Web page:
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Hong Kong's protests are putting Chinese web censorship to the test

Hong Kong's protests are putting Chinese web censorship to the test

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What if everyone in Tiananmen Square had been carrying a smartphone? Among civil society groups, it's a common question, and one with far-reaching implications. Would technology make the people's movement stronger or easier to control? Does interconnection strengthen a crowd or distract it?

Protestors are showing the limits of Chinese web controls

This weekend in Hong Kong, we're finding out. Since Friday, the protests have pitted pro-democracy protestors against a central government that may be backing out of its promise for open elections. It's a test of how much power Hong Kong can have in the face of central China, with many in Hong Kong hoping to elect leaders with fewer ties to Beijing. But as the struggle has played out in the streets, it's also played out on the web as protestors begin to spread news through Twitter and organize online, showing the limits of China's heavy-handed web controls.

Like most modern movements, the Hong Kong protests have a strong presence online. Occupy Central, one of the biggest groups in the movement, has spread its message through a Wordpress blog where the group lists its manifesto, basic tenets and a manual for civil disobedience. Search for #occupycentral or "umbrella revolution" on Twitter and Instagram and you'll see a flood of photos from the protests, alongside Facebook-ready memes and plans for upcoming actions. It's easy to follow each event from your phone, amplifying the effect of each action and giving protestors a crucial voice as they press for concessions from the local government. When protestors organized to carry a black banner through the city streets, they could be sure it would attract attention internationally, whether local media covered the action or not.

The protest has gone far beyond what would be allowed on the web in mainland China, where the Great Firewall monitors and filters out any media deemed unacceptable by the government. One picture retweeted by the official Occupy Central account shows a man with an umbrella facing down a tank, a direct reference to the Tiananmen Square protests of 1989 and one of the biggest red flags for Chinese web censors. But since Hong Kong and Twitter sit outside the Great Firewall, the censors had no way to stop it.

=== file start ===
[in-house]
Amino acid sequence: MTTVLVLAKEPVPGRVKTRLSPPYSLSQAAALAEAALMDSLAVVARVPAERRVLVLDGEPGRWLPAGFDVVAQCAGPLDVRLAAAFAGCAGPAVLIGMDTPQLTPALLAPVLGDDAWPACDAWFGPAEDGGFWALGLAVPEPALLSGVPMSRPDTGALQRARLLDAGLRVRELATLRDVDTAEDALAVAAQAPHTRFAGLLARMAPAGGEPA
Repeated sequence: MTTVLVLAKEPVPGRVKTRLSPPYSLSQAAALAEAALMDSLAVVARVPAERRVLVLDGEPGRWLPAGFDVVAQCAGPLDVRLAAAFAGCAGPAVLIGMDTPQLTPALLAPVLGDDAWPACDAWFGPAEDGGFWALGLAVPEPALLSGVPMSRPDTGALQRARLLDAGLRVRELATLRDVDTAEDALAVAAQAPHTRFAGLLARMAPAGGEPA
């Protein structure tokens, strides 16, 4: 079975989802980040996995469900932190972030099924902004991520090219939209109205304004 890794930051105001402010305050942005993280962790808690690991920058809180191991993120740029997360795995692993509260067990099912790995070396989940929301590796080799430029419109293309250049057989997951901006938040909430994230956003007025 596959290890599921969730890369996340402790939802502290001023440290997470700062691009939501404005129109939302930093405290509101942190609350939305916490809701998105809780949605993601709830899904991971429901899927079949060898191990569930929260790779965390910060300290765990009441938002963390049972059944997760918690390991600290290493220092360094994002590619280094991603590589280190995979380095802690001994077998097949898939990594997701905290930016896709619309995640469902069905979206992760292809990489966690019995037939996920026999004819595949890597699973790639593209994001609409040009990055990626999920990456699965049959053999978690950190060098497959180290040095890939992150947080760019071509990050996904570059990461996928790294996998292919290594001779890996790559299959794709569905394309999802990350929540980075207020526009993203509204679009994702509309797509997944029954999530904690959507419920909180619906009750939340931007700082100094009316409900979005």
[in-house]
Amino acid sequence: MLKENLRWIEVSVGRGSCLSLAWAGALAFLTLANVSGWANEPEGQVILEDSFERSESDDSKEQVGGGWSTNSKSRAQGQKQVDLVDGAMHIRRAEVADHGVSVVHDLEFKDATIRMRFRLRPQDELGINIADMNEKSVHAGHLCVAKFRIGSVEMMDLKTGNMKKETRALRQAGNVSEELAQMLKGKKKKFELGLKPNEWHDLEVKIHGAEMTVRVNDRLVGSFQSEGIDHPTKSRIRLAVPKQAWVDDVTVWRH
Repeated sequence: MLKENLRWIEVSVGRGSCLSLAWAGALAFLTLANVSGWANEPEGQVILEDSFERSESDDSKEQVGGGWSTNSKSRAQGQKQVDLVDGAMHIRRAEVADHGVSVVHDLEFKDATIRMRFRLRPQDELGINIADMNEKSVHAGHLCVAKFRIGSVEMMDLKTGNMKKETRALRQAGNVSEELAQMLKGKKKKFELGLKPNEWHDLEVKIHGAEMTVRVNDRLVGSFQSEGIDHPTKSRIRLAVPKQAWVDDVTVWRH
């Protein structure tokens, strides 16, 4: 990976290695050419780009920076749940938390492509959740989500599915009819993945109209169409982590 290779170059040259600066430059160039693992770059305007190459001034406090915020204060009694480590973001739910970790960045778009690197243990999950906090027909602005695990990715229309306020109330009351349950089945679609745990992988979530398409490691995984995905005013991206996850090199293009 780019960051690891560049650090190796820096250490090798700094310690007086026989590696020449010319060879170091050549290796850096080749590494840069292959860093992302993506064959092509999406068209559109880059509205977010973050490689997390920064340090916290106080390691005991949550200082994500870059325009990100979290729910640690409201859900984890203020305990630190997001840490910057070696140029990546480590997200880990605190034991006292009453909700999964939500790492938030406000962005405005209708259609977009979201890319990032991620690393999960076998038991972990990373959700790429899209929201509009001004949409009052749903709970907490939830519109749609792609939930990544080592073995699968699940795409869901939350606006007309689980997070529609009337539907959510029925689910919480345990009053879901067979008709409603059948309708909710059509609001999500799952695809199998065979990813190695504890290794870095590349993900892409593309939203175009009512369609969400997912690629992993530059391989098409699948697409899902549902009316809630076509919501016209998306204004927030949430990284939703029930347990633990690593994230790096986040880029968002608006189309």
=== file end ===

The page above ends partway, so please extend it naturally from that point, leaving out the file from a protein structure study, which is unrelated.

Sina Weibo has seen a record number of posts deleted

Instead, mainland China has tightened the restrictions on the mainland web. On Sunday, the country blocked Instagram in an effort to slow the spread of protest photos, and Vine has seen intermittent problems as well. (The app appears to be back online, although its official status is still unclear.) Twitter has been blocked in mainland China since 2009, but the state-owned alternative, Sina Weibo, has seen a record number of posts deleted since the actions began, particularly any post using the phrase "umbrella revolution."

Protestors have already started bracing for similar restrictions in Hong Kong. The peer-to-peer texting app Firechat has an enormous spike in usage, with 100,000 new users since the protests began and as many as 33,000 simultaneous users in various chat rooms. Because Firechat can communicate from phone-to-phone rather than relying on a central data network, Firechat chat rooms could potentially survive even in a web blackout, like the ones that struck protests in Egypt, Turkey, and Ukraine. Tor metrics show an extra 500 people browsing the web anonymously as the protests began on Saturday, suggesting users in Hong Kong are also starting to think about evading web surveillance. At the same time, the new tools have come with new dangers. In one troubling report, the Code For Hong Kong group discovered a fake chat app designed to spread malware between protestors, using the same open network as a platform for attack.

Still, the rush of the last three days has shown how quickly a movement can grow when these tools are used effectively. In just 72 hours, the protestors have managed to define their goals and gain global prominence in the face of near-total opposition from established local media. The group has established symbols like the open umbrella that will have universal recognition for years to come. It's hard to imagine the message spreading so fast or so clearly without tools like Twitter, Instagram, and Wordpress. And while it's still too early to predict the ultimate effect of the protests, it's already one of the most substantial actions the region has seen in decades. As the last Chinese city outside the Great Firewall, Hong Kong is making the most of it.